Depression is an equal opportunity malady. It affects people from all walks of life, be they rich or poor, young or old, or black or white. But it’s apparent there are some groups who are more vulnerable to depression than others, such as those living in poverty or who regularly face discrimination. A recent study, published in the Journal of the Society for Social Work and Research, suggests that different groups of people also talk about depression differently. In particular, poorer black kids discuss their feelings of depression differently than other demographic groups.
The researchers interviewed more than 800 teens whose families lived on housing assistance in four major cities, including New York City and Washington DC. The teens were asked to fill out a standard survey used to diagnose depression, called the Center for Epidemiologic Studies Depression Scale (CES-D). They were also asked if they had thought about attempting suicide within the past year and if they had thought about a specific plan.
Looking specifically at the 792 black teens who took the survey, the researchers found that 25 percent showed symptoms of moderate to severe depression; another 17 percent met the criteria for mild depression; and 39 teens said they had at least thought about suicide recently.
That’s alarming enough, given that the rate of clinical depression among the general population hovers around 7 percent. But when the researchers dug deeper, they found something else.
Most research has found that people tend to express their depression in one of four major ways, which can be measured through the items in the CES-D they identify with. These categories are somatic (physical) complaints, such as feeling unable to sleep well; interpersonal relations, such as fearing people dislike them; depressive affect, meaning having explicit feelings of sadness; or a lack of positive affect, meaning they haven’t felt happy or hopeful as of late.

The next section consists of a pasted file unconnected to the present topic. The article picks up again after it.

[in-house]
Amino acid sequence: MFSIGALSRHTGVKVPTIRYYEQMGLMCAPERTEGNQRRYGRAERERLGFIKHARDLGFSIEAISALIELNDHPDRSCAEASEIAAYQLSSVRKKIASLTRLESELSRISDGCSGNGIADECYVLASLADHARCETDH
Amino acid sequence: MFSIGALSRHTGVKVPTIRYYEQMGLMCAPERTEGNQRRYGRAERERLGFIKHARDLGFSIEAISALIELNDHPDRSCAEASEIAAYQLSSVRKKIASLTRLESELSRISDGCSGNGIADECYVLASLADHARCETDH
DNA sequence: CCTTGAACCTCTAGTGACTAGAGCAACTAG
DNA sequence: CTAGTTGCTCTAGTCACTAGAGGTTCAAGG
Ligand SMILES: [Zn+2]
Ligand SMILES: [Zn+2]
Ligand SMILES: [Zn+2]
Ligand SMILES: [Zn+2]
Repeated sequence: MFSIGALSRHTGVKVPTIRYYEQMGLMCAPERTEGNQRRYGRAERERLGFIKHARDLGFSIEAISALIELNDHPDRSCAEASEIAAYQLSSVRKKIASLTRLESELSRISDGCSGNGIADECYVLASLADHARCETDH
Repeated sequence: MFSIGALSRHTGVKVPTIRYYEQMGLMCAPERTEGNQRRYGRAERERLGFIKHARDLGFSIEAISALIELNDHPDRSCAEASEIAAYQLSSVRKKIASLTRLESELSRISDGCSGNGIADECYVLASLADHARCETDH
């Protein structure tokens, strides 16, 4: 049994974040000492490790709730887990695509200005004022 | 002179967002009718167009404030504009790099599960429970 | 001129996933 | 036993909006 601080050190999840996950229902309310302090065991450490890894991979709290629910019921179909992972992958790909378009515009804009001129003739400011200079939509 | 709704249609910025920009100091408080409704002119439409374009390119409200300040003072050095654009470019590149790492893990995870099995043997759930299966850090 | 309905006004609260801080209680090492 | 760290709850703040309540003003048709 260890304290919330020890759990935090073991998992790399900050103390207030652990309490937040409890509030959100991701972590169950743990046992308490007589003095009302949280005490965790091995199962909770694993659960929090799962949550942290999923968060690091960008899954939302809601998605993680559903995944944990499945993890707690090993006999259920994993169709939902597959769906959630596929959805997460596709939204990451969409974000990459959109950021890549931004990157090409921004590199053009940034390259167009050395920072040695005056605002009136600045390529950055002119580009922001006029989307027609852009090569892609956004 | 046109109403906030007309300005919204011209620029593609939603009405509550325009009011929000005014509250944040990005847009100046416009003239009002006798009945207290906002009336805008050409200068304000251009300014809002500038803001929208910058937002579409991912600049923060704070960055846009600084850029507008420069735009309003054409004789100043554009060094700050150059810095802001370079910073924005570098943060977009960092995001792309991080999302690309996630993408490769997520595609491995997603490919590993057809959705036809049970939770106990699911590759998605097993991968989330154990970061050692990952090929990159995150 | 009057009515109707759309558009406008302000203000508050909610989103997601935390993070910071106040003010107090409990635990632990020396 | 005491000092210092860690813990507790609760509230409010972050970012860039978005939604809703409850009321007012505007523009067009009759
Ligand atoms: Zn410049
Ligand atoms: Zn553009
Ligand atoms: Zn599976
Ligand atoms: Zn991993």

But these patterns didn’t apply to the black teens the researchers surveyed.
“Based on previous literature and our own research findings, compared with adults and adolescents of other racial/ethnic groups, black adolescents experiencing depressive symptoms tend to express their depressed feelings by complaining about conflicts with others and physical pains and aches [at the same time],” lead author Wenhua Lu, an assistant professor of childhood studies at Rutgers University, told me in an email.
This distinction is important, Lu says, because doctors and mental health professionals may not recognize a black teen’s depression if it doesn’t fit into a conventional pattern of symptoms. “For example, if a black adolescent keeps complaining about physical discomforts that cannot be medically explained or diagnosed for one week or two, it may be a warning sign of depression,” Lu says.
And these differences could translate to different treatments too. “As to treatment, interpersonal psychotherapy for adolescents, which addresses common adolescent developmental issues, such as development of dyadic interpersonal relations and peer pressure, may be more effective for black adolescents,” she says.
That might be easier said than done, though. Another recent study published this month found counselors are often ill-equipped to deal with issues specific to marginalized people. It found that at least two-thirds of counselors had never received training on how to identify or treat race-based trauma. And the problem seems to be getting worse for younger black kids, too: A recent study found that the suicide rate among kids younger than 12 has more than doubled for black children in the past two decades.
Lu hopes more research will find out if teens from other different racial/ethnic groups express depression in distinct ways, too, as some studies have suggested. Other studies are needed, she adds, to specifically explore what historical, cultural, personal, and environmental factors could contribute to these differences.